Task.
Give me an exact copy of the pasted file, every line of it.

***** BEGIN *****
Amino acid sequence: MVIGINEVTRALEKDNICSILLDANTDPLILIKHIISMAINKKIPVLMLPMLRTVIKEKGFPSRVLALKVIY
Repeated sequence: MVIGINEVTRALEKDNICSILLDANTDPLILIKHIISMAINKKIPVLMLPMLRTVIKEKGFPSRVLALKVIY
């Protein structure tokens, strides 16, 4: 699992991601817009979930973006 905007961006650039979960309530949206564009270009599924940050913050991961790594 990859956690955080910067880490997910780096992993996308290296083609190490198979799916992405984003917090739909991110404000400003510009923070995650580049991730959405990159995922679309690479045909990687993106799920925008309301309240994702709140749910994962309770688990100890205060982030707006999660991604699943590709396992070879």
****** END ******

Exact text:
Amino acid sequence: MVIGINEVTRALEKDNICSILLDANTDPLILIKHIISMAINKKIPVLMLPMLRTVIKEKGFPSRVLALKVIY
Repeated sequence: MVIGINEVTRALEKDNICSILLDANTDPLILIKHIISMAINKKIPVLMLPMLRTVIKEKGFPSRVLALKVIY
């Protein structure tokens, strides 16, 4: 699992991601817009979930973006 905007961006650039979960309530949206564009270009599924940050913050991961790594 990859956690955080910067880490997910780096992993996308290296083609190490198979799916992405984003917090739909991110404000400003510009923070995650580049991730959405990159995922679309690479045909990687993106799920925008309301309240994702709140749910994962309770688990100890205060982030707006999660991604699943590709396992070879």